Overview

Zombies vs. Robots #1

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Zombies vs. Robots #1

Credits

  • Words: Chris Ryall
  • Art: Ashley Wood
  • Inks: Ashley Wood
  • Colors: N/A
  • Story Title: Ghost in the Machines
  • Publisher: IDW Publishing
  • Price: $3.99
  • Release Date: Nov 29, 2006

Titles and concepts don’t get more consummate than this – ZvR is a superb idea that can’t help but not live up to the potential of its name, and indeed it does not.

The trouble begins when one realizes that Zombies vs. Robots is a mere two-issue mini; how could the creators possibly have packed all the mind-numbing possibilities of friggin’ zombies battling friggin’ robots into the pages of only two, regular-sized comic book issues? Well, they can’t, and therein lay the rub of this particular soliloquy. First off, the concept – while kitschy and cool in such a way that may be considered overdone and trite these days (just add ninja, pirates, zombies, robots, dinosaurs, or snakes to any concept and it becomes a better concept…right?), it’s also a pairing that will evoke a pre-imagined, perfect version of itself into the minds of any reader that so much as takes note of the title. Against such natural and unavoidable, preconceived responses alone, the book will undoubtedly suffer in initial reader repose. But the question will still be asked (by those who can put aside their own druthers) – is the book as it is and not as what I wish it to be, any good?

It’s good; yes, it is good – decent, one might say – but it is no better than this, and as such, it is likely to be disappointing to the legions of undead-heads the world over. The art by Ashley Wood is everything one expects from the superstar – sparse, sketchy, wild, and atmospheric to the extreme. Wood isn’t the best choice, I think, for what should have been an action book, as his actual sequential storytelling ability is middling at best, but for the tale Ryall gives, Wood emphatically delivers.

The story by Chris Ryall scores points for its inventiveness, yet what it invents seems largely beside the zombies-vs.-robots premise. The issue opens with a brief but promising two-page throw-down between a so-called warbot and a batch of slow-marauding zombies. Afterwards, we are introduced to the myriad forms of android life that were left behind by once-reigning humanity (who are now all zombified, save for a single human infant who sits in the robots’ charge, and whom the robots plan to one day clone and repopulate the planet with). Indeed one of the more entertaining portions of the book is a single panel breakdown of the numerous less-than-AI machines, their personalities, their programming, and their limitations. A history of the world is given, and Ryall again gets kudos for having taken the time to flesh out such a back-story as well as such a widespread hierarchy of machine life. Unfortunately, even though Paul Jenkins penned the cult-classic Construct over a decade ago and showed the way, Ryall has neither the space nor the inclination to turn any of his robotic protagonists into actual characters, but instead allows them to remain caricatures only, which wouldn’t be so bad if the meat of the series was focused on only action.

Unfortunately, what readers get is largely what an editor might pore over inside the pages of a series pitch – a world history, a series of character breakdowns, and a sparse summation of plot. Literally, the history is given via a broadcast recap, and the robots are presented via a one-panel line-up accompanied by caption boxes. Beyond these things? There’s the one two-page brawl I mentioned, and then an additional, brief scuffle at the end, which presents a plot twist that’ll be difficult to swallow for even the most perpetually belief-suspended amongst us. What’s worse – without much having yet transpired between the zombies and the robots, the war seems more or less over by the end of the first issue, leaving only what will probably be an unexpected, but not terribly thrilling, finish.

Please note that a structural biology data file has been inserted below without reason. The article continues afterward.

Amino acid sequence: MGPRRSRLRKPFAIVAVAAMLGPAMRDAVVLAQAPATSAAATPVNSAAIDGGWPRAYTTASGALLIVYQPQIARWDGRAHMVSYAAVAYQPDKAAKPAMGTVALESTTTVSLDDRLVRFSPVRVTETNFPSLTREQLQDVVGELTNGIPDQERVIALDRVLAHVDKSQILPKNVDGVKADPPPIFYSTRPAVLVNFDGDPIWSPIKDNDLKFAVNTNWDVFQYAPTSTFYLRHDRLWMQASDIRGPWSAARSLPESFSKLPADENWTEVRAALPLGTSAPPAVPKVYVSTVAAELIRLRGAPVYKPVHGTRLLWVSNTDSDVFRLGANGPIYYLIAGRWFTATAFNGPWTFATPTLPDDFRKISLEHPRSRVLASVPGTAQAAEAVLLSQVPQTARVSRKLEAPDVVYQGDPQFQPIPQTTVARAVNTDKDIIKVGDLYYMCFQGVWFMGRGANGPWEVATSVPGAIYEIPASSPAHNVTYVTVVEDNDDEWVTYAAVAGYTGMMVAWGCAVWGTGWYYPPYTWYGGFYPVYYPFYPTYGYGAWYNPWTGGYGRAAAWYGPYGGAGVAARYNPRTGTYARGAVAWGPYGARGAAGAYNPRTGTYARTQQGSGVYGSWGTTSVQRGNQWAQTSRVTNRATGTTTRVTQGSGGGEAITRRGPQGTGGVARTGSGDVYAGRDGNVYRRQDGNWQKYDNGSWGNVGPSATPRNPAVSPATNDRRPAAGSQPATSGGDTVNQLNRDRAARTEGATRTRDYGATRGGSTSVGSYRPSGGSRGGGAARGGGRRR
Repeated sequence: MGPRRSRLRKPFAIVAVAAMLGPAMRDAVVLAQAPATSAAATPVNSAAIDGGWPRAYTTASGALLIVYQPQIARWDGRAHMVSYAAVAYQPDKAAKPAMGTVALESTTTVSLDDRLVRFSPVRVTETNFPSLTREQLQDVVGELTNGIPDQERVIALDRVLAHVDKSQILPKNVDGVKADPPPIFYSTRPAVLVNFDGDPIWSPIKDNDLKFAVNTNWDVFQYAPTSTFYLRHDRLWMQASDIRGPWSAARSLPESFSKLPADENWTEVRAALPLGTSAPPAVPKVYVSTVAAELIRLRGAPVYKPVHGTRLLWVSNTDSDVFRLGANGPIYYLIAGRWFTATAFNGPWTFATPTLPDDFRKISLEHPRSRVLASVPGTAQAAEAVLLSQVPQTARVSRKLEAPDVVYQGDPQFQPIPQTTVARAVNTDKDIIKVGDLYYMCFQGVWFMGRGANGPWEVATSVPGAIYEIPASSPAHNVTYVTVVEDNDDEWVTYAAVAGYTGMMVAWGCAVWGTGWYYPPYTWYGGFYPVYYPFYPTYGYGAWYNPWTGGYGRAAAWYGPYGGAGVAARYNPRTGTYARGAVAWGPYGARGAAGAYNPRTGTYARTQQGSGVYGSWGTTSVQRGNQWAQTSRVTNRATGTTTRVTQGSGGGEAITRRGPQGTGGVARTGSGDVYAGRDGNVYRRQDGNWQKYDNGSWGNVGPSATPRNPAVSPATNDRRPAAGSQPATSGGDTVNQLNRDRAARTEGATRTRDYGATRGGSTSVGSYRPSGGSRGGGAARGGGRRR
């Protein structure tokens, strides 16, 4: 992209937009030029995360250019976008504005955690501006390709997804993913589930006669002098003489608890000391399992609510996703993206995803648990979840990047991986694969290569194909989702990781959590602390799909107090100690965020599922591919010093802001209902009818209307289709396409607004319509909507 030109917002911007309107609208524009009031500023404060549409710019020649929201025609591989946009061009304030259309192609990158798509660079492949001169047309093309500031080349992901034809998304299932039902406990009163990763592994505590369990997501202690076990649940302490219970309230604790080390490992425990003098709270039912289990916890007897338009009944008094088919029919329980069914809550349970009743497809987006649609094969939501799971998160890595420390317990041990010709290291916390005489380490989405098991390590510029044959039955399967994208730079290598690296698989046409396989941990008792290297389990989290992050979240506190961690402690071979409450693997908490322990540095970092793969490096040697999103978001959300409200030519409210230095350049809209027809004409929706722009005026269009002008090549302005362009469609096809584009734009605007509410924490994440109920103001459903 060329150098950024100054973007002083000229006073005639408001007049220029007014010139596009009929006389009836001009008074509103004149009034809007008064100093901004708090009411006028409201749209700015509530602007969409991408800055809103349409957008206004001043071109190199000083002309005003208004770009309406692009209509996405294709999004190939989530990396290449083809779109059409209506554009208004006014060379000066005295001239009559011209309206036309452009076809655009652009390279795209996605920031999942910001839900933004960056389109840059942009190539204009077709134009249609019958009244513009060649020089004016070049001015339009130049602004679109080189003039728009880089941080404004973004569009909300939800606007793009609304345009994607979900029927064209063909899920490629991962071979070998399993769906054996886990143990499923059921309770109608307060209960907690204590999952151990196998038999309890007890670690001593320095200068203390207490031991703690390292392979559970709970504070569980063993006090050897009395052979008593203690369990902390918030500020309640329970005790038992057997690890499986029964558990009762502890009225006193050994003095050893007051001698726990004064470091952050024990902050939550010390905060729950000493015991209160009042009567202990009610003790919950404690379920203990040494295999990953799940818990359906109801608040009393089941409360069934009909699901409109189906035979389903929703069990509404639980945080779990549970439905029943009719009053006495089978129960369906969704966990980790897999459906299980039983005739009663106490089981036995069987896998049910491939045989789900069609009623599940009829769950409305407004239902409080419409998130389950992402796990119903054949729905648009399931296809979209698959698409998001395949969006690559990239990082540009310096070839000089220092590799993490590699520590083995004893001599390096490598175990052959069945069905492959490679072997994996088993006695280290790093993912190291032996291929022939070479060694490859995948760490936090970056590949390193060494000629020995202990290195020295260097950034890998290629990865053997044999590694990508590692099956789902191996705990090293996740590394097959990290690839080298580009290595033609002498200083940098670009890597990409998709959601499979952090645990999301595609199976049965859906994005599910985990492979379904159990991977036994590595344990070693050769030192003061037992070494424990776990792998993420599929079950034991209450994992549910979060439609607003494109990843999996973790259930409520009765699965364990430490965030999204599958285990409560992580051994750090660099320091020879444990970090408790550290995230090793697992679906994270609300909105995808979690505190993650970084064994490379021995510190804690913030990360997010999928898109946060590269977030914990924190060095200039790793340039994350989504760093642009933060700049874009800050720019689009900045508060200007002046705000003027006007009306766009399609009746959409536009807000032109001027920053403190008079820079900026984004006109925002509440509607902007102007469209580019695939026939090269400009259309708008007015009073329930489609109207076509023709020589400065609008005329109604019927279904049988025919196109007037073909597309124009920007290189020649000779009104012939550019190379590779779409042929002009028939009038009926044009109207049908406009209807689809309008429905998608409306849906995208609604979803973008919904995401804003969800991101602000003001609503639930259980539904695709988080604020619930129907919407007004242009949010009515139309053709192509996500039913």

SPOILERS THIS PARAGRAPH ONLY: The twist at the end is that the zombie blood, when analyzed by a robot, becomes a computer virus that spreads throughout the entirety of the robot nation. Ryall covers the fact that the robots are all connected wirelessly, but the concept that machines that have not achieved any form of actual intelligence, and that have already scanned and studied every other infectious virus known to man, would then somehow be affected in such a way by an analysis of tainted zombie blood…well, since zombie blood is more-or-less fictional, there’s no actual scientific fact that this is disqualifying, but it still pushes the boundaries of general sense. Plus, the twist generally means that the machines are now zombified, and the human infant, too (it swallows a drop of the tainted blood).

Issue #1 ends with a caption that reads: "Next: The End," and indeed it would have to be, of the series and of the world inside the series as well. Basically, there’s not a lot here to really get into. There are no actual characters, nor a great deal of action, not even much innovation involving the series’ eponymous concept. It’s not a terribly written sci-fi short, though it does lack any storytelling complexity (it’s merely a quick one-two idea spread across a few pages and then that, as they say, is that). For a book to sport a title as provocative, fun, and straight-forward as Zombies vs. Robots, it’s a big ol’ bummer that the contents don’t earn any of those aforementioned adjectives. It’s a decent sci-fi riff that includes zombies, but for anyone looking for a straight-up, big fat fight between zombies and robots, they’d be better off writing that ethereal version of the book inside their own heads.

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